Through Cindy’s Eyes

We are now halfway through our adventure to India. Parts of the trip are mundane – washing out clothes by hand, getting daily water from the waterseller across the street, trying to find the right mix of food and exercise to keep us strong and our bellies calm – but parts of the trip continue to be exotic and unusual. Yesterday we met with a representative from the U.S. Consulate in India, along with Jagdish and Arundhati. In the afternoon, Joe and I had an interesting talk with Anu Frederick, the Business Manager here, about Indian government – the complexity of unifying a country with so many different languages. We also got an email from an audience member who was frustrated by what she perceived as the Imperialist content of the play, which led us to a good conversation about the nature of the play with all of our hosts. Last night at the show we had a small but appreciative house. I continue to be fascinated by watching the audience here – again, there was a row of 20-somethings out for the evening and enjoying the play. Bruno’s rescue of Louis doesn’t get the laugher and applause it did in Tucson (perhaps this audience didn’t grow up watching Lassie?), but Queen Victoria is a hit every night. Yamba’s pronunciation of “bird” wins laughter in both places. I am, of course, intrigued by all of the Indian dress – the lovely, bright fabrics, always with a scarf or shawl thrown over the shoulders. We’ve all been reading more Indian plays, as well as a German play that the British company brought here in February. We’re all a little homesick. This morning I watched the sunrise over our balcony – the piles of big rolling clouds with pink undersides above the thousands of palm trees. I thought about this daylight heading toward you all.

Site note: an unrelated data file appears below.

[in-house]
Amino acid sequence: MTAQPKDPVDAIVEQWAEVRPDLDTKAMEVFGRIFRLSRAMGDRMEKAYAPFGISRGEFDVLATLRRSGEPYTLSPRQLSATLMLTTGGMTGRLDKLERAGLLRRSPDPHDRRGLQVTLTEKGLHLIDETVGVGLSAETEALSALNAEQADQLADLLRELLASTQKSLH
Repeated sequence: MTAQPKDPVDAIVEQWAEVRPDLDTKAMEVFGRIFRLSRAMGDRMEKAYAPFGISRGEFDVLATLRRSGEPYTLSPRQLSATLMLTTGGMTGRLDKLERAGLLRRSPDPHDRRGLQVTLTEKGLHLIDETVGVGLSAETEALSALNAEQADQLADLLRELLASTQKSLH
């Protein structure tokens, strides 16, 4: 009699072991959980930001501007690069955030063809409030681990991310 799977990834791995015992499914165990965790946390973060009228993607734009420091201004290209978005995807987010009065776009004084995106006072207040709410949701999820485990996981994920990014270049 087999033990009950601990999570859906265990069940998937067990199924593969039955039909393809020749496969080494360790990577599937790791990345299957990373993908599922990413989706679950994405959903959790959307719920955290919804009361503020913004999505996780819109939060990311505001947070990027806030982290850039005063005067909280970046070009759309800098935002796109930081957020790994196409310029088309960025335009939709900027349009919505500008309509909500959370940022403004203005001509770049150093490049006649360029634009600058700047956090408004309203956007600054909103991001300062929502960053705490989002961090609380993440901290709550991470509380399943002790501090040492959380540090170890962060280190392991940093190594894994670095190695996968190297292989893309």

— Cindy Meier


6 thoughts on “Through Cindy’s Eyes

  1. I absolutely love reading everyone’s observations and thank you for sharing them! I especially enjoyed the fabric photo – I would love to experience that shop. I hope your performances continue beautifully. I think about you every day, Cin. Love you – Susie

    • Hi, Susie! I was just going to email you the info about the Blog and you found it! I love you! Hope all is well!

  2. Indeed what an adventure you are having ! As for the audiences not giving Bruno the applause & laughter they did in Tucson — It is my understanding that dogs are not pets in India, but are pariahs. In a country where so many people have so much difficulty finding something to eat, dogs are competitors for whatever can be scavenged from restaurants and affluent households. In that case, the loving relationship between Bruno & Louis might be a foreign concept. What do your hosts think?

    • I’m given to understand, by the Rajas, that dogs are indeed beloved pets here. I have developed a theory in recent days that the Indians may not have the same relationship to melodrama that we Americans do. The moment of Bruno saving Louis, after all, would be perfectly comfortable at the Gaslight Theater. Perhaps the Indians don’t quite relate to the mock melodrama of it all?

      (Dogs do seem to be tolerated in feral packs on the streets here.)

  3. Now I will have to read the play to refresh my memory. (I should have seen it more than once) As I remember, the whole wild story abounds in all those 19th century cliches of adventure in the exotic wilds of non-European countries, and thereby reflects attitudes of imperialism and western assumptions about the cultural Other — white man stumbles on all these little brown people and becomes their leader by virtue of his superiority as a white — etc. But I saw it all as ironic and tongue-in-cheek. After reading the blog, I am fascinated with how this play might have been seen by an Indian audience, particularly this woman who thought it was “imperialist.” If only I could have been a fly on the wall to hear the discussion. Any chance you could elaborate a bit on what was said?

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